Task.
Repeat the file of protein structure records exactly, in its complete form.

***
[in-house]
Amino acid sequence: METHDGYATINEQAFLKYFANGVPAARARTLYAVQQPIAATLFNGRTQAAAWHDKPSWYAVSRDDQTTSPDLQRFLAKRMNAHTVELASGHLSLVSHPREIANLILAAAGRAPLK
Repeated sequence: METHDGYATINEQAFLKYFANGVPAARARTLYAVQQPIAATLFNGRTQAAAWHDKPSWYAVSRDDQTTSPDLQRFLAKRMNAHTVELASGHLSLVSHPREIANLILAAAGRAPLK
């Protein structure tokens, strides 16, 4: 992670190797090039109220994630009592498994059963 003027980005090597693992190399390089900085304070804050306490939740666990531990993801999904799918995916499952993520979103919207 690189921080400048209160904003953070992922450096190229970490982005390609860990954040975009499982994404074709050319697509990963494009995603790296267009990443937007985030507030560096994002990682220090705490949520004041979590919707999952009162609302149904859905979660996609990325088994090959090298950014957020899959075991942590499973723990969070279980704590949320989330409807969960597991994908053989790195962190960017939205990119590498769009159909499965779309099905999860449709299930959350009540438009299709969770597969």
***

[in-house]
Amino acid sequence: METHDGYATINEQAFLKYFANGVPAARARTLYAVQQPIAATLFNGRTQAAAWHDKPSWYAVSRDDQTTSPDLQRFLAKRMNAHTVELASGHLSLVSHPREIANLILAAAGRAPLK
Repeated sequence: METHDGYATINEQAFLKYFANGVPAARARTLYAVQQPIAATLFNGRTQAAAWHDKPSWYAVSRDDQTTSPDLQRFLAKRMNAHTVELASGHLSLVSHPREIANLILAAAGRAPLK
């Protein structure tokens, strides 16, 4: 992670190797090039109220994630009592498994059963 003027980005090597693992190399390089900085304070804050306490939740666990531990993801999904799918995916499952993520979103919207 690189921080400048209160904003953070992922450096190229970490982005390609860990954040975009499982994404074709050319697509990963494009995603790296267009990443937007985030507030560096994002990682220090705490949520004041979590919707999952009162609302149904859905979660996609990325088994090959090298950014957020899959075991942590499973723990969070279980704590949320989330409807969960597991994908053989790195962190960017939205990119590498769009159909499965779309099905999860449709299930959350009540438009299709969770597969």